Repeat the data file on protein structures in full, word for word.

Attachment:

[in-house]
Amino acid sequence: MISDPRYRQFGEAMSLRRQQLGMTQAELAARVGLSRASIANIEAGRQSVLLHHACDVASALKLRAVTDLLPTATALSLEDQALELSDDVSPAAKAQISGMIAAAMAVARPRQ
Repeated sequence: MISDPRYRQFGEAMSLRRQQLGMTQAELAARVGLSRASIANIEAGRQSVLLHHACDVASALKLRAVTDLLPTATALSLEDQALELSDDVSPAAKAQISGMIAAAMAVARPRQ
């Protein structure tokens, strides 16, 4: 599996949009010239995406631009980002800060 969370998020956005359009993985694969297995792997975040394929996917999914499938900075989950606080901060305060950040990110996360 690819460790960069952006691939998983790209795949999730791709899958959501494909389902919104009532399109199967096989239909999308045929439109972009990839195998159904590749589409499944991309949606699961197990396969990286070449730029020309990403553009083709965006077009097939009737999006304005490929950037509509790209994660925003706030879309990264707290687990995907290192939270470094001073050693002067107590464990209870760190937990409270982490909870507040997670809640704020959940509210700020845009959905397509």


[in-house]
Amino acid sequence: MISDPRYRQFGEAMSLRRQQLGMTQAELAARVGLSRASIANIEAGRQSVLLHHACDVASALKLRAVTDLLPTATALSLEDQALELSDDVSPAAKAQISGMIAAAMAVARPRQ
Repeated sequence: MISDPRYRQFGEAMSLRRQQLGMTQAELAARVGLSRASIANIEAGRQSVLLHHACDVASALKLRAVTDLLPTATALSLEDQALELSDDVSPAAKAQISGMIAAAMAVARPRQ
């Protein structure tokens, strides 16, 4: 599996949009010239995406631009980002800060 969370998020956005359009993985694969297995792997975040394929996917999914499938900075989950606080901060305060950040990110996360 690819460790960069952006691939998983790209795949999730791709899958959501494909389902919104009532399109199967096989239909999308045929439109972009990839195998159904590749589409499944991309949606699961197990396969990286070449730029020309990403553009083709965006077009097939009737999006304005490929950037509509790209994660925003706030879309990264707290687990995907290192939270470094001073050693002067107590464990209870760190937990409270982490909870507040997670809640704020959940509210700020845009959905397509």